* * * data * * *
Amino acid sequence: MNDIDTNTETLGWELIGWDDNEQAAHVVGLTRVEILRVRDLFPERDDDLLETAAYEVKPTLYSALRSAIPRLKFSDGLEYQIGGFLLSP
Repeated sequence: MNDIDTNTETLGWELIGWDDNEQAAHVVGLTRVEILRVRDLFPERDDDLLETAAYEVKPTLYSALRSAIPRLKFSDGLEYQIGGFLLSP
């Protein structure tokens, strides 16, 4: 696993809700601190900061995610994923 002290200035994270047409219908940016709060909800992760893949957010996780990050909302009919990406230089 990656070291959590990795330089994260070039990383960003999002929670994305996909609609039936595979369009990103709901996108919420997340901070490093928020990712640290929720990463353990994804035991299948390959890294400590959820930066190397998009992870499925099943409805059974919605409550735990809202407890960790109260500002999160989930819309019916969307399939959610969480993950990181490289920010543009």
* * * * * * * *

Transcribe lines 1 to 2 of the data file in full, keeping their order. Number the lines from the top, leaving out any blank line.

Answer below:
Amino acid sequence: MNDIDTNTETLGWELIGWDDNEQAAHVVGLTRVEILRVRDLFPERDDDLLETAAYEVKPTLYSALRSAIPRLKFSDGLEYQIGGFLLSP
Repeated sequence: MNDIDTNTETLGWELIGWDDNEQAAHVVGLTRVEILRVRDLFPERDDDLLETAAYEVKPTLYSALRSAIPRLKFSDGLEYQIGGFLLSP